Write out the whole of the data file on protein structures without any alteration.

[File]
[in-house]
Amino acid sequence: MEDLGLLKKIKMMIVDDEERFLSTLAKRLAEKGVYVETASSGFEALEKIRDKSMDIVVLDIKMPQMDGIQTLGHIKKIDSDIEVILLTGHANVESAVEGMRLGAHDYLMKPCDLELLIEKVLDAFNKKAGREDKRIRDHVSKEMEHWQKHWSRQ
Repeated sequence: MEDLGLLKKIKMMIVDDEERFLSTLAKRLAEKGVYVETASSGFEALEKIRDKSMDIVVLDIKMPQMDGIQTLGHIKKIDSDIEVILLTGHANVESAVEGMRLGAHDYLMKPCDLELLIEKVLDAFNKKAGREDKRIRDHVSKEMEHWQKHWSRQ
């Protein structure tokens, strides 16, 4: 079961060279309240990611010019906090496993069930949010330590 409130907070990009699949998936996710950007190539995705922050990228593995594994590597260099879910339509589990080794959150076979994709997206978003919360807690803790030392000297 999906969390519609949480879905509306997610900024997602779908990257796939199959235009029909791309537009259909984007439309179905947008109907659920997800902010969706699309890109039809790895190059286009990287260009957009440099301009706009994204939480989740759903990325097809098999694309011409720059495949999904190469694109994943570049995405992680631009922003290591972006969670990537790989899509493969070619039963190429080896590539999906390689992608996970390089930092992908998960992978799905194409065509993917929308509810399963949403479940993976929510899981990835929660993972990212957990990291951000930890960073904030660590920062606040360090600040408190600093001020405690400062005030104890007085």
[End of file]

[in-house]
Amino acid sequence: MEDLGLLKKIKMMIVDDEERFLSTLAKRLAEKGVYVETASSGFEALEKIRDKSMDIVVLDIKMPQMDGIQTLGHIKKIDSDIEVILLTGHANVESAVEGMRLGAHDYLMKPCDLELLIEKVLDAFNKKAGREDKRIRDHVSKEMEHWQKHWSRQ
Repeated sequence: MEDLGLLKKIKMMIVDDEERFLSTLAKRLAEKGVYVETASSGFEALEKIRDKSMDIVVLDIKMPQMDGIQTLGHIKKIDSDIEVILLTGHANVESAVEGMRLGAHDYLMKPCDLELLIEKVLDAFNKKAGREDKRIRDHVSKEMEHWQKHWSRQ
């Protein structure tokens, strides 16, 4: 079961060279309240990611010019906090496993069930949010330590 409130907070990009699949998936996710950007190539995705922050990228593995594994590597260099879910339509589990080794959150076979994709997206978003919360807690803790030392000297 999906969390519609949480879905509306997610900024997602779908990257796939199959235009029909791309537009259909984007439309179905947008109907659920997800902010969706699309890109039809790895190059286009990287260009957009440099301009706009994204939480989740759903990325097809098999694309011409720059495949999904190469694109994943570049995405992680631009922003290591972006969670990537790989899509493969070619039963190429080896590539999906390689992608996970390089930092992908998960992978799905194409065509993917929308509810399963949403479940993976929510899981990835929660993972990212957990990291951000930890960073904030660590920062606040360090600040408190600093001020405690400062005030104890007085």